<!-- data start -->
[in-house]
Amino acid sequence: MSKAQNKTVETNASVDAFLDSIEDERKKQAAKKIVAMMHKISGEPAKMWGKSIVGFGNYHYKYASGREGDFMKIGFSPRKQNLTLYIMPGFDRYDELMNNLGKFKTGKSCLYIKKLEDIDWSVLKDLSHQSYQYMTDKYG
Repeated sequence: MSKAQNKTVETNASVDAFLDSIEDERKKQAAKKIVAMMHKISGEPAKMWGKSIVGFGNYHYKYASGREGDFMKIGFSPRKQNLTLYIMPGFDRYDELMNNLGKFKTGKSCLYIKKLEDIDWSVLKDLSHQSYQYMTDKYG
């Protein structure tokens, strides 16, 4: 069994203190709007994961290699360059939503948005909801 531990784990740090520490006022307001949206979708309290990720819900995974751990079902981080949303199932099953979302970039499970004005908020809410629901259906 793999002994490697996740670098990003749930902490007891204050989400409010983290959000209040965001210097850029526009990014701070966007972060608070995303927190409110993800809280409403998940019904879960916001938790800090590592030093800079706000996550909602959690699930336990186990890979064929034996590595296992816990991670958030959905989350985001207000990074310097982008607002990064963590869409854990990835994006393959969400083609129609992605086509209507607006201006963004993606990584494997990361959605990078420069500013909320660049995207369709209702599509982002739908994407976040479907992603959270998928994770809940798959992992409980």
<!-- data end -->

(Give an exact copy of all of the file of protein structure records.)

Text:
[in-house]
Amino acid sequence: MSKAQNKTVETNASVDAFLDSIEDERKKQAAKKIVAMMHKISGEPAKMWGKSIVGFGNYHYKYASGREGDFMKIGFSPRKQNLTLYIMPGFDRYDELMNNLGKFKTGKSCLYIKKLEDIDWSVLKDLSHQSYQYMTDKYG
Repeated sequence: MSKAQNKTVETNASVDAFLDSIEDERKKQAAKKIVAMMHKISGEPAKMWGKSIVGFGNYHYKYASGREGDFMKIGFSPRKQNLTLYIMPGFDRYDELMNNLGKFKTGKSCLYIKKLEDIDWSVLKDLSHQSYQYMTDKYG
């Protein structure tokens, strides 16, 4: 069994203190709007994961290699360059939503948005909801 531990784990740090520490006022307001949206979708309290990720819900995974751990079902981080949303199932099953979302970039499970004005908020809410629901259906 793999002994490697996740670098990003749930902490007891204050989400409010983290959000209040965001210097850029526009990014701070966007972060608070995303927190409110993800809280409403998940019904879960916001938790800090590592030093800079706000996550909602959690699930336990186990890979064929034996590595296992816990991670958030959905989350985001207000990074310097982008607002990064963590869409854990990835994006393959969400083609129609992605086509209507607006201006963004993606990584494997990361959605990078420069500013909320660049995207369709209702599509982002739908994407976040479907992603959270998928994770809940798959992992409980």